Fredrick

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The Narrative of the Life of Frederick Douglass shows the struggle in his life and a wide variety of disputes along the way. It is a recollection of his personal, social life, in this narrative the reader is able appreciate Fredrick Douglass from different perspectives.

Frederick Douglass was born in Tuckahoe, Maryland around 1818, like other slaves he grew up with no accurate knowledge of his own age, his mother was Harriet Bailey and rumors were that his father was his mother’s white master, Frederick was separated from his mother when he was an infant and were only able to see each other approximately five times during his childhood therefore he lived with his grandmother, Betsey Bailey until he was old enough to work. Douglass childhood was filled with only awful memories of cruelty and inhumanity. At the age of six, he was brought into the world of slavery. After many days of traveling westward with his grandmother, they arrived the Lloyd Plantation, his first master Aaron Anthony was not considered a rich slaveholder, he owned only two or three farms, but still needed the help of an overseer, Mr. Plummer, to manage his plantations. Plummer was very cruel with Mr. Anthony’s slaves. Douglass recalls being awaked several times at dawn by the high pitched shrieks of his own aunt, whom Plummer used to tie up to a joist, and whip her naked back until she was literally covered in her own blood.

When Frederick was about seven or eight when he left the Lloyd’s plantation, and was sent to live with Mr. Hugh Auld as he describes it as one of the most interesting events of his life. His new mistress was Sophia Auld taught him how to read then Mr. Auld instructed Sophia to cease the lessons immediately, because it was prohibited by state to teach a slave how to read but this restriction failed to hinder Frederick by any means. It was from this outburst of disapproval from his master that Frederick discovered that learning how to read and write was his pathway to freedom. Douglass made friends with poor white children he met on errands and use them as teachers. This strategy shows Fredrick’s dedication to self-empowerment, Frederick began reading local newspapers to learn more about abolitionism, His dreams of emancipation were encouraged by the example of other blacks in Baltimore, most of who were free, Frederick did not the laws passed by southern state legislatures that made it extremely difficult for owners to free their slaves, impede his primary goal of attaining independence. Under all this circumstances Douglass followed his faith and began to organize a Sunday religious service for black slaves, It was at these congregations that blacks were schooled and plans were made for an escape to the North. They planned to steal a boat, row to the northern tip of the Chesapeake Bay and flee on foot to the free state of Pennsylvania. Unfortunately, one of Frederick’s associates had exposed the plot and a group of armed white men captured the slaves and put them in jail. After a week of his incarceration he was surprisingly release by Thomas Auld. Auld then promised to free him at the age of twenty-five if he worked hard. Douglass became a member of an educational association called the East Baltimore Mental Improvement Society; here Fredrick learned his debating skills and met his future wife, Anna Murray. Frederick Douglass then started to work for extra money during his free time in order to cover his traveling expenses, on September, 1838, he decided to head North, he was given “sailor’s protection” by a friend, which is a document that certified that the person named on it was a free seaman. Also, he borrowed money from Anna and bought a ticked to Philadelphia. Frederick arrived in New York City and officially left his life of slavery. Douglass’s decision to become pro-active and leave Auld was extremely important in Douglass’s life.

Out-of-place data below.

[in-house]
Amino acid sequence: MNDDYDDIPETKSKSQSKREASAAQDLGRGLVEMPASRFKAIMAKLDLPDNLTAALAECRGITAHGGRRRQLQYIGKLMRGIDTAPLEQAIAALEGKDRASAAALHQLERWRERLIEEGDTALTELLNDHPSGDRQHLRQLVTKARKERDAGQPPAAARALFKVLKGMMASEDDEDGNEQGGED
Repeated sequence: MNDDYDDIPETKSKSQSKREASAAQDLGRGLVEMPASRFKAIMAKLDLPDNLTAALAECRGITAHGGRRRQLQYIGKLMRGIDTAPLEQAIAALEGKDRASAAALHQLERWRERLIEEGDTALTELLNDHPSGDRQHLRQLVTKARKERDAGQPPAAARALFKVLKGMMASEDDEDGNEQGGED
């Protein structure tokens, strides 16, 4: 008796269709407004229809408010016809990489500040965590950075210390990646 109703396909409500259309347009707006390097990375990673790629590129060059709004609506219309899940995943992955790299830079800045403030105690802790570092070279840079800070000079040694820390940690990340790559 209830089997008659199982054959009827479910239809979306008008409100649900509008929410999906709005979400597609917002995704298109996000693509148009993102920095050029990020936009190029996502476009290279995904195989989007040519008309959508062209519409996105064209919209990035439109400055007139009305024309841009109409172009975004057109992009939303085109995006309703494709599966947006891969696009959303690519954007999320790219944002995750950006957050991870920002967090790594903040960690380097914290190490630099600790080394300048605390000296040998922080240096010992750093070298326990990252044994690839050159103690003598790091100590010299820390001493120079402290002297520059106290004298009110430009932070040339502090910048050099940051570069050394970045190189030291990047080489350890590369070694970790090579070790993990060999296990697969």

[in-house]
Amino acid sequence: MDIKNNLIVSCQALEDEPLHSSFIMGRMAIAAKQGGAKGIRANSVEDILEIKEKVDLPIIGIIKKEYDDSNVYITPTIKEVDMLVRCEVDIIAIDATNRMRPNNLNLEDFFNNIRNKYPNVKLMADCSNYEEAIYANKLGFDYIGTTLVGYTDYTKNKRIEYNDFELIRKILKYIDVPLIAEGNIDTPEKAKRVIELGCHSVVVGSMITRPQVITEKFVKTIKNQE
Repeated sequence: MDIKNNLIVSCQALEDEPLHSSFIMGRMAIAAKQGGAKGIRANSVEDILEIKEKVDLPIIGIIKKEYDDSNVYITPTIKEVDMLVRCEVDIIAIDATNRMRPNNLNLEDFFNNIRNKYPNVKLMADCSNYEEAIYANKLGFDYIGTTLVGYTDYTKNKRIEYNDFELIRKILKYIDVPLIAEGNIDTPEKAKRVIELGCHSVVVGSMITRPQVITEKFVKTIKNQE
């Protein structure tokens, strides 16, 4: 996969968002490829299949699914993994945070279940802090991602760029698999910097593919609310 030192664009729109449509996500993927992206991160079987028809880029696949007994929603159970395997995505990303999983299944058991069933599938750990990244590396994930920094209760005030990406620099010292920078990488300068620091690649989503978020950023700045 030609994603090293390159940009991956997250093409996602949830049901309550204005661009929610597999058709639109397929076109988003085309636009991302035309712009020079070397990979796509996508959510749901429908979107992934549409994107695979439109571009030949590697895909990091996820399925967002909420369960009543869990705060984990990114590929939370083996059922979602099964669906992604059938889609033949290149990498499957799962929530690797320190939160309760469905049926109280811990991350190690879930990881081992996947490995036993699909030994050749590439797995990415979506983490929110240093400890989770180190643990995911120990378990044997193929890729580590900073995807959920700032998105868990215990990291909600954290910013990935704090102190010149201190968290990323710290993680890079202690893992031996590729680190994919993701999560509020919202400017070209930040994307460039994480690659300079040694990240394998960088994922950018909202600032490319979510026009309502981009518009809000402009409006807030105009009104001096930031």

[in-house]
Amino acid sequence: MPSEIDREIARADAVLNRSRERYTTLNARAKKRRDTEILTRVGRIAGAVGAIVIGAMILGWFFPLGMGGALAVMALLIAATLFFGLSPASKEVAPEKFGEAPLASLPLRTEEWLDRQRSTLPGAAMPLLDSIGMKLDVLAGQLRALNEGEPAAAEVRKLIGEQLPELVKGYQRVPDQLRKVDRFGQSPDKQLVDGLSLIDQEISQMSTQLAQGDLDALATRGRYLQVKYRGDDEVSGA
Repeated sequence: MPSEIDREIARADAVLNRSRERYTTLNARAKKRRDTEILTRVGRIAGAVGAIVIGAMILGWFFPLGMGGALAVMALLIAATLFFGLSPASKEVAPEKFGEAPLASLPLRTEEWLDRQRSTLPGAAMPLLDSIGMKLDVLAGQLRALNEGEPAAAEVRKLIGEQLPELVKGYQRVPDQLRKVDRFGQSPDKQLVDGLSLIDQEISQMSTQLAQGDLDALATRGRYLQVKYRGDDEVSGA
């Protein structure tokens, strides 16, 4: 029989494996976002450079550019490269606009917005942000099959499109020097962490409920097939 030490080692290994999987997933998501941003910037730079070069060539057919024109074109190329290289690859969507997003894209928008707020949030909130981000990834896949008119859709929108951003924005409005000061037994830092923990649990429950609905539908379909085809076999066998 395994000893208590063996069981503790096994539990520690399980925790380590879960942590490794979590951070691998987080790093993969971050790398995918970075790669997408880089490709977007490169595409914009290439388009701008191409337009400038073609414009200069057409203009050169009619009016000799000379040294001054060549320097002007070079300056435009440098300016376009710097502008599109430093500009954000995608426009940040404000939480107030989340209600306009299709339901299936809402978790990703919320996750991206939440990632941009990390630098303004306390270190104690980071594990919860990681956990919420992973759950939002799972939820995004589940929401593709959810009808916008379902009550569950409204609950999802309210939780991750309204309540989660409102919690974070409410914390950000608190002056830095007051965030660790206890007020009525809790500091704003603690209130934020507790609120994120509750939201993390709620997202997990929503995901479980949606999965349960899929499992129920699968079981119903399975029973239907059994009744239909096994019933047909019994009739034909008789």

In order to avoid being captured, he was obligated to change his last name to...
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